When is data "public"? And what does "public" even mean? Does it mean it's merely visible to the public? Or does it mean the public can do anything they like with it? This discussion comes up time and time again as it did with the huge leak of PDL data only last month. For the most part, the impacted data in this incident came from LinkedIn, a service where by design we (including myself) publish personal information about ourselves for public consumption. So what's the problem? Willingly publishing your personal data online in a specific context is one thing, an organisation then taking it providing it another context is... unsettling:
To be clear, all of this info must have been willingly public at some point. But it's certainly unsettling to see it all collected into one place, including things like a Blogger account from ~12 years ago that I purposefully didn't use my name on.— Jason Antman (@j_antman) December 9, 2019
As I said in the intro to the PDL blog post, the pattern of data being collected via data aggregators then being redistributed outside their control (whether you call it a "leak", a "spill" or a "breach") is becoming alarmingly common. Subsequently, when someone recently sent me an alleged breach titled "factual.com_places_db_8M", it wasn't overly surprising. Factual is "a location data company that helps marketers and their organizations use location to better understand, reach and engage consumers". They were mentioned in the recent New York Times piece titled Twelve Million Phones, One Dataset, Zero Privacy which is an absolutely fascinating story. To be fair to Factual, their position in that story represents them on a higher moral ground and there are certainly many shades of grey when it comes to the ethics data aggregators operate under.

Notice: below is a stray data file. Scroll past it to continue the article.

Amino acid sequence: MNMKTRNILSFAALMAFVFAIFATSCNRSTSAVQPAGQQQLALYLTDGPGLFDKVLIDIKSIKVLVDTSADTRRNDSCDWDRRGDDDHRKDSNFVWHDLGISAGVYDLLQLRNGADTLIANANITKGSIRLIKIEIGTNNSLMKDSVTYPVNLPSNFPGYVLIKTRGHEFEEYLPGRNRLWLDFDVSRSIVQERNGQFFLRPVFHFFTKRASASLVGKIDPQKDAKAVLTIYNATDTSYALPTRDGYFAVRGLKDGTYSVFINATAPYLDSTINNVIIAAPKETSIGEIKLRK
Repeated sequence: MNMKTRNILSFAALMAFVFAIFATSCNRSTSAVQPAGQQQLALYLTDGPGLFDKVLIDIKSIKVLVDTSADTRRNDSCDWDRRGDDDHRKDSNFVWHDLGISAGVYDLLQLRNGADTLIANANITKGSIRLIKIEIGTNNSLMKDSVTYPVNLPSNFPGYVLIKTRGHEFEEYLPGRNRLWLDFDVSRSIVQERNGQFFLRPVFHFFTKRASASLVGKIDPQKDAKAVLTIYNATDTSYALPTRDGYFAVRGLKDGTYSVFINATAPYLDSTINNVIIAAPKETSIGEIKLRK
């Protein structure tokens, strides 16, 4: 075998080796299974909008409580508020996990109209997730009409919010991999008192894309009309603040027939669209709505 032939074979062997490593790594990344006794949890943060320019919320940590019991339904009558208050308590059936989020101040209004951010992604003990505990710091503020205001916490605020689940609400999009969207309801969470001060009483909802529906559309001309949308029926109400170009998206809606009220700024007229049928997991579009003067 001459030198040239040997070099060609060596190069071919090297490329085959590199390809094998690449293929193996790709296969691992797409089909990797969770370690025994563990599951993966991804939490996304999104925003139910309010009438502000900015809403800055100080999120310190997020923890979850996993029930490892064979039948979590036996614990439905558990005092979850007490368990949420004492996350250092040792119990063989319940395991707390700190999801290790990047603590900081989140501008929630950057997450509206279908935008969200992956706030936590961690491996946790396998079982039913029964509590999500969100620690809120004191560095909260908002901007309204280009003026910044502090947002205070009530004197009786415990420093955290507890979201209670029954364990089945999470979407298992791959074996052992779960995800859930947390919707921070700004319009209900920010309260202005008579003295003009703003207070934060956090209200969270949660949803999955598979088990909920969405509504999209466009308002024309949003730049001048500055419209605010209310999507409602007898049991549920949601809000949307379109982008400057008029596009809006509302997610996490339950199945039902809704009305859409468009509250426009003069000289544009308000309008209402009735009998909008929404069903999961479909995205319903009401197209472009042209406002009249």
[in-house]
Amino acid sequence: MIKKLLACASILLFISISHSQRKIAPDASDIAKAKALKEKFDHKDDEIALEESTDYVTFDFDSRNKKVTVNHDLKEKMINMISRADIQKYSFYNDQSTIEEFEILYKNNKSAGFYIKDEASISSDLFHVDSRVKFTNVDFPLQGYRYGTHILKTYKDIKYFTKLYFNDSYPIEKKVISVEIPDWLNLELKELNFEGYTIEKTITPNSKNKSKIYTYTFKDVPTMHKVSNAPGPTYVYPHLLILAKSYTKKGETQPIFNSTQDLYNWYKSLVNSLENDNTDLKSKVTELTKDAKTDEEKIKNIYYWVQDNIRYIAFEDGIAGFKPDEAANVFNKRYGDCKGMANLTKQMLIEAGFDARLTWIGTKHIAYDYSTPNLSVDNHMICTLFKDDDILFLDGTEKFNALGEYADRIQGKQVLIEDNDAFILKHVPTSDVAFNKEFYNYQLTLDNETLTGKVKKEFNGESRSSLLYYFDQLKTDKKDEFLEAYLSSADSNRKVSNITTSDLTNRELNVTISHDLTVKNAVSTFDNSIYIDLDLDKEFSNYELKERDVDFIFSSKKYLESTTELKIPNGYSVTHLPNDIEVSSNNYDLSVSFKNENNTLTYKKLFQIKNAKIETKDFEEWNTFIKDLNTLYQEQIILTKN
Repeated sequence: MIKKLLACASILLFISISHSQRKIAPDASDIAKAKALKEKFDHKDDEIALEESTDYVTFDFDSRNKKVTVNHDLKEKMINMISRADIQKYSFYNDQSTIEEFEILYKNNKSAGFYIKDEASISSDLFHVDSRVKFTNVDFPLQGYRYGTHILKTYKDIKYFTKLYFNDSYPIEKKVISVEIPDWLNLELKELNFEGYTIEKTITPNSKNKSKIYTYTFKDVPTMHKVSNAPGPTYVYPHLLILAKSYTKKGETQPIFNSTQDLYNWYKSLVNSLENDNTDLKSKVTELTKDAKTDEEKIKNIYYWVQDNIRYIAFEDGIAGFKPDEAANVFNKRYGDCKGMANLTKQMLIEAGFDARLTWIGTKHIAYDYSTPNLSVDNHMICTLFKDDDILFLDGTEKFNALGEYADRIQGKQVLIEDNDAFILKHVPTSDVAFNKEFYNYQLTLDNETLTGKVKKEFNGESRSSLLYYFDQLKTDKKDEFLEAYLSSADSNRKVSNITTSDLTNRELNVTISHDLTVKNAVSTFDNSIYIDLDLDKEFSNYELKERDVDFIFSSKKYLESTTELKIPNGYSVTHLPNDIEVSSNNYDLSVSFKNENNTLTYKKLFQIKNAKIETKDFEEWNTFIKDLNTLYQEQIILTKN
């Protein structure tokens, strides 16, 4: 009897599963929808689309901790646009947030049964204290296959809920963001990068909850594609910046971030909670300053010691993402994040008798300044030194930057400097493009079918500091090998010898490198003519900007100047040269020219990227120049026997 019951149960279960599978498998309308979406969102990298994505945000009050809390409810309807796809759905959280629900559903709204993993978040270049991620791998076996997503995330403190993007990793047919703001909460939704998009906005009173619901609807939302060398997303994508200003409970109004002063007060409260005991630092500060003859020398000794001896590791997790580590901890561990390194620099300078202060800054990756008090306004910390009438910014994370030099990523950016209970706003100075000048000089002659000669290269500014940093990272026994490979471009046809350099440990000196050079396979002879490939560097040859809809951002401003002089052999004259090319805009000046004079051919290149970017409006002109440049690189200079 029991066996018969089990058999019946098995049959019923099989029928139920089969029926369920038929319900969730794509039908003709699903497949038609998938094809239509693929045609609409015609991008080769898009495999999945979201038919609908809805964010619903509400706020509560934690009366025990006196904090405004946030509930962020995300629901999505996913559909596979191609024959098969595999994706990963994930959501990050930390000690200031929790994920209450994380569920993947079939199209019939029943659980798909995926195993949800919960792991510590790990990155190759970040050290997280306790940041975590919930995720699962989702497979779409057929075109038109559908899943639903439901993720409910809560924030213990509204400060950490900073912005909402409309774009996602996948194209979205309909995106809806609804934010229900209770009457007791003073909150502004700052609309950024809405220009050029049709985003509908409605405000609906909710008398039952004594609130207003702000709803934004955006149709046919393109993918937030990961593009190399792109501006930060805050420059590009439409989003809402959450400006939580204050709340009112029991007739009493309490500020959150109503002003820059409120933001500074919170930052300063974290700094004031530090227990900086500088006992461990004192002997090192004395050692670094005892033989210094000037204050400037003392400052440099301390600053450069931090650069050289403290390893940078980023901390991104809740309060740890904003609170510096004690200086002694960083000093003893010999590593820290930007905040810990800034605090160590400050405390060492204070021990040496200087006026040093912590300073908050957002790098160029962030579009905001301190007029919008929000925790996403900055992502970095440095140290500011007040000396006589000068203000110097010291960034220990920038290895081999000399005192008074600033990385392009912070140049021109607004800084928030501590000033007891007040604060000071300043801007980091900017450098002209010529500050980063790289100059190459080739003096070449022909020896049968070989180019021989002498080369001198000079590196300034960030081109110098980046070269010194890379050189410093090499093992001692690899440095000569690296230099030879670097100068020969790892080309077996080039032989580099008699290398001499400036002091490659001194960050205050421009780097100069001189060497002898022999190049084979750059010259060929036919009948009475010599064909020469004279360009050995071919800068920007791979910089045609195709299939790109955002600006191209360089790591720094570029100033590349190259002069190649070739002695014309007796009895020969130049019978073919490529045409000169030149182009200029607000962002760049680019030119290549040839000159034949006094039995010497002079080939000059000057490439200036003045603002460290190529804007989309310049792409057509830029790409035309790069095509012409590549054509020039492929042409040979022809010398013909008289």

Moving on, the data allegedly sourced from Factual included a 1.1GB CSV file which contained fields for name, email, country, region, locality, address, postcode, latitude, longitude, tel, fax and website. The create date on the file was 22 March 2017. As the filename suggests, there were almost 8M records although "only" 2.5M unique email addresses (many records didn't include this field). For the most part, the data fell into the "public" category insofar as I'd expect to be able to go and locate much of it on a record-per-record basis, yet there's also the question of whether it should exist in one aggregated location in the first place and whether the owners of the data expected it to be used in this fashion. So I asked people; I emailed a handful of the near 3M subscribers I have in HIBP who appeared in the data set and I asked them 3 questions:
- Is this data about you accurate?
- Do you consider it to be public domain info that should be redistributed?
- Should it appear in HIBP?
On the first point, responses varied:
It is not accurate
It appears to me that all of the information below is publicly available either on our website or job postings currently.
The data is not accurate and most is fake
Yes, I was a travelling notary at one time.